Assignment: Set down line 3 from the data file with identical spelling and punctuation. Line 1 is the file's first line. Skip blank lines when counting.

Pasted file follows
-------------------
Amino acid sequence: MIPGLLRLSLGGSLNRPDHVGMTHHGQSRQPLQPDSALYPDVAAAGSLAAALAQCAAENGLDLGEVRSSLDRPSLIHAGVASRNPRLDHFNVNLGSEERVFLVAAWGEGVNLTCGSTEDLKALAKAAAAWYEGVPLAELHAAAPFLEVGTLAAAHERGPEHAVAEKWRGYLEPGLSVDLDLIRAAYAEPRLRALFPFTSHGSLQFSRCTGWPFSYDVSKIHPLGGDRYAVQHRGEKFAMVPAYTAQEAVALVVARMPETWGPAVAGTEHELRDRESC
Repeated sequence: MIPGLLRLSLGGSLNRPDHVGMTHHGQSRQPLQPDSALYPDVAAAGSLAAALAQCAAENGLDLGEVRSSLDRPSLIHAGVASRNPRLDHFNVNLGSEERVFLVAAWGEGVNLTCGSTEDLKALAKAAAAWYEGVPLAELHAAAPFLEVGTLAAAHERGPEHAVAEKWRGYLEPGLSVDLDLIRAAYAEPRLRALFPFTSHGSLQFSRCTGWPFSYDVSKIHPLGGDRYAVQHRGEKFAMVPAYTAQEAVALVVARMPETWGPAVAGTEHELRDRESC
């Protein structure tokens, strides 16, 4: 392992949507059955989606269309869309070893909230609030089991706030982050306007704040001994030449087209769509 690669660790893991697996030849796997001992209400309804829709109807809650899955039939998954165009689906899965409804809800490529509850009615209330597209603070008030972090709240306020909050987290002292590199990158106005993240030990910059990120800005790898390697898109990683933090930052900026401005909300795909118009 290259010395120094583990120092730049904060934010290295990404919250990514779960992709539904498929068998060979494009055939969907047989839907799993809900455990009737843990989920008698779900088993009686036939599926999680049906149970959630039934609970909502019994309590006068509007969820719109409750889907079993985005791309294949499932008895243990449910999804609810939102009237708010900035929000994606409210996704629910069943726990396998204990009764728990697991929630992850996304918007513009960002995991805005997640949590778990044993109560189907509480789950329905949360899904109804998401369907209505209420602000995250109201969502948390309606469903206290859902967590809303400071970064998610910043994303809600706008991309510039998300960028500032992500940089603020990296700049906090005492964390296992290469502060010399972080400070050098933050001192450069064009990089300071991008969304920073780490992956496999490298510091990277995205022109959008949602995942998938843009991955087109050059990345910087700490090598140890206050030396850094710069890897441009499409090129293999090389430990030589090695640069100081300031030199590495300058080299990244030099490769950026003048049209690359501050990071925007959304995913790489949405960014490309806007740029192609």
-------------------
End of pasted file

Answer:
């Protein structure tokens, strides 16, 4: 392992949507059955989606269309869309070893909230609030089991706030982050306007704040001994030449087209769509 690669660790893991697996030849796997001992209400309804829709109807809650899955039939998954165009689906899965409804809800490529509850009615209330597209603070008030972090709240306020909050987290002292590199990158106005993240030990910059990120800005790898390697898109990683933090930052900026401005909300795909118009 290259010395120094583990120092730049904060934010290295990404919250990514779960992709539904498929068998060979494009055939969907047989839907799993809900455990009737843990989920008698779900088993009686036939599926999680049906149970959630039934609970909502019994309590006068509007969820719109409750889907079993985005791309294949499932008895243990449910999804609810939102009237708010900035929000994606409210996704629910069943726990396998204990009764728990697991929630992850996304918007513009960002995991805005997640949590778990044993109560189907509480789950329905949360899904109804998401369907209505209420602000995250109201969502948390309606469903206290859902967590809303400071970064998610910043994303809600706008991309510039998300960028500032992500940089603020990296700049906090005492964390296992290469502060010399972080400070050098933050001192450069064009990089300071991008969304920073780490992956496999490298510091990277995205022109959008949602995942998938843009991955087109050059990345910087700490090598140890206050030396850094710069890897441009499409090129293999090389430990030589090695640069100081300031030199590495300058080299990244030099490769950026003048049209690359501050990071925007959304995913790489949405960014490309806007740029192609």